I think my favorite part of the internet is when people I don't know in real life hate random things I assumed were unhateable for reasons I totally don't understand.
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« Reply #44 on: May 01, 2012, 07:23:40 PM »

DPD. Any of you chuckleheads read The Corrections? The first Franzen I've read, enjoyed it nearly as much as Wallace's stuff. Alfred Lambert was a hilariously miserable cocksucker.

I read it awhile back and liked it because it was depressing as hell.

Boourns.

Quote
Despite having the selling points of a stellar cast and a bestselling novel, HBO is not moving forward with "The Corrections."

Pay cabler has decided the pilot, which was shot in February, won't become a series. Based on the Jonathan Franzen book, HBO's version of "The Corrections" was adapted and directed by Noah Baumbach, who was exec producing with Franzen and Scott Rudin.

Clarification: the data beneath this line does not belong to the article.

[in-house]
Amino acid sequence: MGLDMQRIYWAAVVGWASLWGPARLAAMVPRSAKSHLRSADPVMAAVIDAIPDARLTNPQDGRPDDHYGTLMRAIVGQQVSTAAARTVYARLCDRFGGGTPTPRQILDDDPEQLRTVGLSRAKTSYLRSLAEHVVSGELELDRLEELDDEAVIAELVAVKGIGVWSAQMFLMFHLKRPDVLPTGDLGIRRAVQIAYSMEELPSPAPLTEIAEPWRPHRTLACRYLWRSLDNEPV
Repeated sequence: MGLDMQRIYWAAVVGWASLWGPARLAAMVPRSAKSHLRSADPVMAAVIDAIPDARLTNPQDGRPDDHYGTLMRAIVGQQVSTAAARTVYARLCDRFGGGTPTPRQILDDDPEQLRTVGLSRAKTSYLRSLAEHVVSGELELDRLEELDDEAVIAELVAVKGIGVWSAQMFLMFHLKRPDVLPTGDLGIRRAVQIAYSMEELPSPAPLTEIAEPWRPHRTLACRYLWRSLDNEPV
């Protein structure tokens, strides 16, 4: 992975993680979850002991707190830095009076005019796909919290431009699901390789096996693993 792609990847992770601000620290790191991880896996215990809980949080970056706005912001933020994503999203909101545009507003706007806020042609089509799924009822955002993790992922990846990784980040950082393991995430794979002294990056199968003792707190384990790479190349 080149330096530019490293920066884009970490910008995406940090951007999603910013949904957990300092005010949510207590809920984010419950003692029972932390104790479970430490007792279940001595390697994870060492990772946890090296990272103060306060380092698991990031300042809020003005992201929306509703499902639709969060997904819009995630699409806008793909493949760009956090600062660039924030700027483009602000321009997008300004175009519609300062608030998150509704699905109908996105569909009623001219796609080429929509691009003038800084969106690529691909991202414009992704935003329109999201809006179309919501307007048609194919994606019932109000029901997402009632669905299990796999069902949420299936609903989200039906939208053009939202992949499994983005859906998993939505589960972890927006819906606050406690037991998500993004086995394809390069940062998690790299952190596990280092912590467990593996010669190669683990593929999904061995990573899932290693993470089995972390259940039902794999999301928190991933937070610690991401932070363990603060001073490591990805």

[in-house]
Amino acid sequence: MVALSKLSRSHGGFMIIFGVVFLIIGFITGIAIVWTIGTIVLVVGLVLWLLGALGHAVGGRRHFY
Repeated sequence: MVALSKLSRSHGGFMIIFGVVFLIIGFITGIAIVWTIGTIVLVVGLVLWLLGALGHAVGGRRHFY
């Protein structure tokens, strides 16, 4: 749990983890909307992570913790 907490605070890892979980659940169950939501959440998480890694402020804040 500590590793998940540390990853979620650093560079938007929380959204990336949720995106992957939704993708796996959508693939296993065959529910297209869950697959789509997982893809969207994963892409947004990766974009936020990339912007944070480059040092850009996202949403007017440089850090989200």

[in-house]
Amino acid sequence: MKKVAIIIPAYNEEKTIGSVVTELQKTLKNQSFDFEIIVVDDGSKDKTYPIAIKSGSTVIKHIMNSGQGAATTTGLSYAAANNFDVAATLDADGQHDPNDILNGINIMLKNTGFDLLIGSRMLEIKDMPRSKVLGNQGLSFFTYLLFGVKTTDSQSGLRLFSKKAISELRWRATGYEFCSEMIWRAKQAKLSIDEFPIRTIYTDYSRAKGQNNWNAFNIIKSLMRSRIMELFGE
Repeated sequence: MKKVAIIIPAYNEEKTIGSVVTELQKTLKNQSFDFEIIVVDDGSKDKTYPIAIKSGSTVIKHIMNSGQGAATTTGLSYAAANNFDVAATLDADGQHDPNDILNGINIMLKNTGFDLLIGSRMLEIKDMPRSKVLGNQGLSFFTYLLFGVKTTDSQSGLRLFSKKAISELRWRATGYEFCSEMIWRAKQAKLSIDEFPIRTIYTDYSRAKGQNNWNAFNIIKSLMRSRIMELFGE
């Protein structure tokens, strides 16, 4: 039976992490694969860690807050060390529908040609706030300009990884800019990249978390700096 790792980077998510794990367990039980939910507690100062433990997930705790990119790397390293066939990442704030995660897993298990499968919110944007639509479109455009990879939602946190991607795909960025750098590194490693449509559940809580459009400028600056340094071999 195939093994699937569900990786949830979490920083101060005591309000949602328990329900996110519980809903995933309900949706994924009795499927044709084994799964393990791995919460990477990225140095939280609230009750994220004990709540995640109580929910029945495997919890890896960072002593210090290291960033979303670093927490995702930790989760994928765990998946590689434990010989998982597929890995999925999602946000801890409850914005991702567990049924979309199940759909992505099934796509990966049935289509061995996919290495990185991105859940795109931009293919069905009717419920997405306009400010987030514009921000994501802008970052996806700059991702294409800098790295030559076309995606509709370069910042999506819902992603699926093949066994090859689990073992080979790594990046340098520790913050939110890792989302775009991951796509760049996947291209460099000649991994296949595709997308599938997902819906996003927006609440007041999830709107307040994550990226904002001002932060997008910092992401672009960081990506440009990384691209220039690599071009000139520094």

"The Corrections" revolves around the troubles of a Midwestern couple and their three adult children as they trace their lives from the mid-20th century to "one last Christmas" together near the turn of the millennium.

The parents were played by Chris Cooper and Dianne Wiest while Ewan McGregor and Maggie Gyllenhaal were cast as the couple's adult children.

Good, I fucking hate Chris Cooper.

I think my favorite part of the internet is when people I don't know in real life hate random things I assumed were unhateable for reasons I totally don't understand.

I gotta be honest, I barely made it through The Corrections and I don't know why the blue fuck anyone would want to see it translated into another medium.